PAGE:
| 27 January 2023, Friday |

Pakistan agrees one-month ‘complete ceasefire’ with local Taliban militants

Pakistan and local Taliban militants have agreed to a one-month ceasefire, which can be extended if both parties agree, spokesmen said on Monday, paving the way for a more comprehensive peace agreement to help end years of bloodshed.

The Pakistani Taliban, also known as the Tehreek-e-Taliban Pakistan (TTP), are a separate movement from the Afghan Taliban that has fought for years to overthrow the government in Islamabad and rule the South Asian nation of 220 million under their own brand of Islamic Sharia law.

There have been numerous failed attempts in the past to reach a peace agreement. The most recent talks began following the Afghan Taliban’s victory in August, and the two sides have been meeting across the border in Afghanistan, with the assistance of Afghan Taliban leaders.

“The government of Pakistan and the banned Tehreek-e-Taliban Pakistan have agreed on a complete ceasefire,” said Pakistan’s Information Minister Fawad Chaudhry in a statement, adding that the ceasefire would be extended as the talks progressed.

The TTP is best known in the West for attempting to assassinate Malala Yousafzai, the schoolgirl who went on to win the Nobel Peace Prize for her work promoting girls’ education. However, the TTP has killed thousands of military personnel and civilians in bombings and suicide attacks over the years.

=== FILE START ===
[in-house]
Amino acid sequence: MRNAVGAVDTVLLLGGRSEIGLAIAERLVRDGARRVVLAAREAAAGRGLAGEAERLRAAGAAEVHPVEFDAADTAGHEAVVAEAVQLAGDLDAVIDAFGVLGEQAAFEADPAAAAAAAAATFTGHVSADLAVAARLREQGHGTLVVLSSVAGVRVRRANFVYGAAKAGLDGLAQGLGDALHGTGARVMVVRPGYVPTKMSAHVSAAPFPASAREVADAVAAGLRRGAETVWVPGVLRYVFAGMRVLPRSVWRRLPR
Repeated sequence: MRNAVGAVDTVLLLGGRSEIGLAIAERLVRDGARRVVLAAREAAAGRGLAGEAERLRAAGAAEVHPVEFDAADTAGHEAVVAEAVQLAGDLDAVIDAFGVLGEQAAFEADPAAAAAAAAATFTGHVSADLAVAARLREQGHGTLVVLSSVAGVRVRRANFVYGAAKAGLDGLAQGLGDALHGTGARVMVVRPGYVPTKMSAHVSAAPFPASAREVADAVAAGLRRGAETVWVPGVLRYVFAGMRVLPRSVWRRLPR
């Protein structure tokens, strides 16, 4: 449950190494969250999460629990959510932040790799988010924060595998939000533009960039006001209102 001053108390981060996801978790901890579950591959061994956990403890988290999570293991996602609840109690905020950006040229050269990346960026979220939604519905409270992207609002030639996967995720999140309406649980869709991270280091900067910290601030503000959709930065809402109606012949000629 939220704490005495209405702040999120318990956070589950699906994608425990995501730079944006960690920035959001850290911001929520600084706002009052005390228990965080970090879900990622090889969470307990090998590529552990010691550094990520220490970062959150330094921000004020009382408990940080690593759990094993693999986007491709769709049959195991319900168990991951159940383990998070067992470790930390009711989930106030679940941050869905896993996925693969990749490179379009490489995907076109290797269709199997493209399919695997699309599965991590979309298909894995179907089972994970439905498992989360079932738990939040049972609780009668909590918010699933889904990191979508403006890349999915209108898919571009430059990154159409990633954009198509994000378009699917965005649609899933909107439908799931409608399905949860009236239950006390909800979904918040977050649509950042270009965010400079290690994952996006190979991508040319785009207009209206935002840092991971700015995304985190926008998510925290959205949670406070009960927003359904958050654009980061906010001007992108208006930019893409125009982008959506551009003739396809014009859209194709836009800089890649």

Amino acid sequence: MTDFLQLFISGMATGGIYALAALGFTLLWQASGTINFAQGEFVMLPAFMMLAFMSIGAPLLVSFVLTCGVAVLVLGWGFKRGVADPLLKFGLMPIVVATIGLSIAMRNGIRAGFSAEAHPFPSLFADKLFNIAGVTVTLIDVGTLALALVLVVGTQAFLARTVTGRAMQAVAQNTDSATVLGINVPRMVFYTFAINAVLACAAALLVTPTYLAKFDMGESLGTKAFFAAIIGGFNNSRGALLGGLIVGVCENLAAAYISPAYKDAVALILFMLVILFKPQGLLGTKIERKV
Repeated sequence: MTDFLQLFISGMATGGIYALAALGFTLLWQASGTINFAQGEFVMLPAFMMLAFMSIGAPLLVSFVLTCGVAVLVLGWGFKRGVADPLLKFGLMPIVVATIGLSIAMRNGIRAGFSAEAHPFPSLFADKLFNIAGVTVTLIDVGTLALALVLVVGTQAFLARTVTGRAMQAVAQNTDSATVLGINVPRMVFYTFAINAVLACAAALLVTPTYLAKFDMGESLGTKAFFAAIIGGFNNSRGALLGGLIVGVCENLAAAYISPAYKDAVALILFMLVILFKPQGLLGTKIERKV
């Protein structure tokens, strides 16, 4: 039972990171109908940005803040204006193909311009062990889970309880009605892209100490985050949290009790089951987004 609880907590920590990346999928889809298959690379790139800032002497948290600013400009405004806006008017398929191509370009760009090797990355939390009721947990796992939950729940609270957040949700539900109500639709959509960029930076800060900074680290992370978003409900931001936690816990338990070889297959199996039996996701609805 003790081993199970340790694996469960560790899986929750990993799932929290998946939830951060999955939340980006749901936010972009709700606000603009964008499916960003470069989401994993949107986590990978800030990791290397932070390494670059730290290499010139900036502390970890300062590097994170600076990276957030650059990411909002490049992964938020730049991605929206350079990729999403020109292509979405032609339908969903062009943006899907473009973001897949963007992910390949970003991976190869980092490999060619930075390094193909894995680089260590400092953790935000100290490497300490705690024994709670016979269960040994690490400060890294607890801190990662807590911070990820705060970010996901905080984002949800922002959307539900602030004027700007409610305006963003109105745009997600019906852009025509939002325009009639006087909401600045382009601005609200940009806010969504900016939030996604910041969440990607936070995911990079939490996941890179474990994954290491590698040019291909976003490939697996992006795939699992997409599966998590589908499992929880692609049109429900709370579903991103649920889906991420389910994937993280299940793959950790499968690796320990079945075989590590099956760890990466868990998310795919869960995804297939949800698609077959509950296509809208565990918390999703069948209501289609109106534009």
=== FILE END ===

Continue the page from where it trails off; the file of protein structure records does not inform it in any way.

Among its atrocities was a 2014 attack on a military-run school in Peshawar, near the Afghan border, that killed 149 people, including 132 children.

It claimed a bomb blast in North Waziristan tribal district on Saturday that killed four soldiers and injured another. It claimed the attack was in retaliation for the assassination of four of its fighters two days earlier.

According to Chaudhry, the ceasefire agreement would be governed by Pakistan’s Constitution, ensuring state sovereignty and national integrity.

The TTP, which, according to sources, had been demanding the release of a number of prisoners as a condition for full ceasefire negotiations, stated that it was “ready for a dialogue that will lead to lasting peace in the country.”

It stated that the ceasefire would go into effect on Tuesday and last until December 9, but that it could be extended if both parties agreed.

Special committees were formed in an attempt to map out the negotiation process.

The agreement comes just days after the Islamabad government reached an agreement with another militant group, Tehrik-e-Labaik Pakistan, or TLP, following weeks of violent clashes.

The TTP, which is on the United States State Department’s list of foreign terrorist organizations, has carried out a brutal campaign of oppression in tribal districts along the Afghan-Pakistan border, including public floggings and executions, in order to enforce its harsh interpretation of Sharia.

The group was severely weakened by Pakistani military offensives that drove it from its stronghold in the tribal districts, but it is estimated that it still controls 4,000-5,000 fighters, many of whom are based across the border in Afghanistan.

Both Pakistan and the former Western-backed government in Kabul accuse each other on a regular basis of providing safe haven to Taliban groups and allowing them to conduct cross-border attacks.

  • Reuters